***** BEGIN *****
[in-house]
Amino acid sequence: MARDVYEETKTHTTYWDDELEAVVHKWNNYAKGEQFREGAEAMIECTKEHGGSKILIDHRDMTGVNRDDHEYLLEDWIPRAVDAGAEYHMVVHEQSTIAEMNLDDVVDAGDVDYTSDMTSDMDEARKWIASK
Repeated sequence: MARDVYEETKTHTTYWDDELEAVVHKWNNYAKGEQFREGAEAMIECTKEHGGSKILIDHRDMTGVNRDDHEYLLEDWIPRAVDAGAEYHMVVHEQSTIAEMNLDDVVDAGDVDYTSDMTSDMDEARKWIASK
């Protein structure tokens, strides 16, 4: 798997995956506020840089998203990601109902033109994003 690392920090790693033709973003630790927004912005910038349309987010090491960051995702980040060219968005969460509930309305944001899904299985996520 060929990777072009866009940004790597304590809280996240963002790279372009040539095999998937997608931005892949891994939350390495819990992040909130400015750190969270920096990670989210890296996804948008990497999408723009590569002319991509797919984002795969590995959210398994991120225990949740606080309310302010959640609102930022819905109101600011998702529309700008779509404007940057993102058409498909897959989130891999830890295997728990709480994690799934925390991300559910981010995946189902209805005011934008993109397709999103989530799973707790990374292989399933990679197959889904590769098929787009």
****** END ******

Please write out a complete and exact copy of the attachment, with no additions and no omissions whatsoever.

[in-house]
Amino acid sequence: MARDVYEETKTHTTYWDDELEAVVHKWNNYAKGEQFREGAEAMIECTKEHGGSKILIDHRDMTGVNRDDHEYLLEDWIPRAVDAGAEYHMVVHEQSTIAEMNLDDVVDAGDVDYTSDMTSDMDEARKWIASK
Repeated sequence: MARDVYEETKTHTTYWDDELEAVVHKWNNYAKGEQFREGAEAMIECTKEHGGSKILIDHRDMTGVNRDDHEYLLEDWIPRAVDAGAEYHMVVHEQSTIAEMNLDDVVDAGDVDYTSDMTSDMDEARKWIASK
């Protein structure tokens, strides 16, 4: 798997995956506020840089998203990601109902033109994003 690392920090790693033709973003630790927004912005910038349309987010090491960051995702980040060219968005969460509930309305944001899904299985996520 060929990777072009866009940004790597304590809280996240963002790279372009040539095999998937997608931005892949891994939350390495819990992040909130400015750190969270920096990670989210890296996804948008990497999408723009590569002319991509797919984002795969590995959210398994991120225990949740606080309310302010959640609102930022819905109101600011998702529309700008779509404007940057993102058409498909897959989130891999830890295997728990709480994690799934925390991300559910981010995946189902209805005011934008993109397709999103989530799973707790990374292989399933990679197959889904590769098929787009």